Derelict Vessel Removal
Tue March 26, 2013
Washington Set To Pass Legislation On Derelict Vessels, But Funding Problems Remain
There are several hundred derelict and abandoned vessels dotting the waterways of Washington and Oregon. They can block navigation and pollute the environment, and they can also be very expensive to remove.
Bills to fund the clean up and prevention of derelict vessels have now been passed in the Washington House and Senate. Final legislation is expected in the coming weeks, but no permanent sources of funding for large vessel removal have been identified.
There are, however, several poster children — or poster boats, as it were — that come to mind as examples of where regulation and enforcement of derelict vessels has failed taxpayers.
Take the Deep Sea. It’s been just over a year since the fishing boat caught fire and sank. More than 3,000 gallons of diesel fuel escaped, forcing the closure of nearby shellfish beds in Penn Cove on Whidbey Island. The clean up cost more than $5 million.
Or take the Davy Crockett, the 431-foot barge that broke apart and spilled almost 40,000 gallons of oil into the Columbia River, leading to a $22 million clean up. The owner of the vessel was recently sentenced to four months in prison.
The new legislation does not provide funding for those major vessel removals.
“This bill is not solving that problem,” says Melissa Ferris, head of the derelict and abandoned vessel program at the state Department of Natural Resources.
But, Ferris adds, “The bill adds some things to get at vessel owner accountability, which would get towards the prevention standpoint.”
Here’s how the bill would encourage accountability:
Vessel owners who want to sell their old boats would have to provide an inspection form to the buyer. The form would document how much oil or other pollutants may be left on board. And if they don’t, then they could be liable for the clean up costs if the boat sinks.
“You wouldn’t buy a house without knowing what you were getting into,” Ferris says, “and most responsible buyers are not going to buy a large vessel without doing some sort of inspection. But it’s not required.” Under the new bill, it would be.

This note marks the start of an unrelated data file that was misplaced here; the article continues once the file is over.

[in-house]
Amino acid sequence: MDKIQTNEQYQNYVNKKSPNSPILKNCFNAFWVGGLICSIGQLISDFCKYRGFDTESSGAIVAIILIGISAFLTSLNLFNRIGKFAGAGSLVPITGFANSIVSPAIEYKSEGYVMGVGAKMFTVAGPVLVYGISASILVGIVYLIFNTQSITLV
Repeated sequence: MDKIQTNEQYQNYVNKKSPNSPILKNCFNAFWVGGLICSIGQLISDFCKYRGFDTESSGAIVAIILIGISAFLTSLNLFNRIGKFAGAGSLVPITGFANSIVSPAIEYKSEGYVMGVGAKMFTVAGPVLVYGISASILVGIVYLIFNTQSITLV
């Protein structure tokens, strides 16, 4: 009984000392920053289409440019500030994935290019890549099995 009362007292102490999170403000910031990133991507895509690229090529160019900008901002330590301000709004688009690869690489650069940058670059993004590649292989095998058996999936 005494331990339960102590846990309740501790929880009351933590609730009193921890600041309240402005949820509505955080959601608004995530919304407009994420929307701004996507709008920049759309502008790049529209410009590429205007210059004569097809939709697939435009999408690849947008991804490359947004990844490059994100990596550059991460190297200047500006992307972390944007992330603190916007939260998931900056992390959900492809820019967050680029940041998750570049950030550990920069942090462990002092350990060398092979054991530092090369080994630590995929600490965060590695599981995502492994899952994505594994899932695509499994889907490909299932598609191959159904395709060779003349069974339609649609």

The bill would also strengthen the Department of Ecology’s authority to board abandoned vessels to assess the environmental risk before it is too late.
There’s one ongoing problem: Commercial vessels, those old fishing boats or barges, are far and away the most expensive clean up projects on Melissa Ferris’ list. Yet those vessel owners are not required to pay into the clean up fund.
Right now if you register a recreational vessel in Washington, $3 of your registration fee goes to pay for the removal of derelict and abandoned vessels.
The $3 fee was set to drop down to $2 at the end of 2013, but the new legislation prevents that from happening.
“I think the commercial vessel owners should also pay something into that [fund] as well,” says Jim Carnahan, as he sits in the cabin of his 35-foot sloop, the Perdón, moored at the Shilshole Bay Marina in Ballard.
"I think that all boat owners should. More importantly, I think the people that own those derelict vessels should be hunted down and caused to pay for it. But my understanding is that sometimes it’s not possible to find that person or the person who owns it doesn’t have any money,” Carnahan added.
Tax payers, whether they own boats or not, end up paying for major vessel clean ups that exceed the budget for the Derelict Vessel Program.
A final version of the bill will be signed into law in the coming weeks.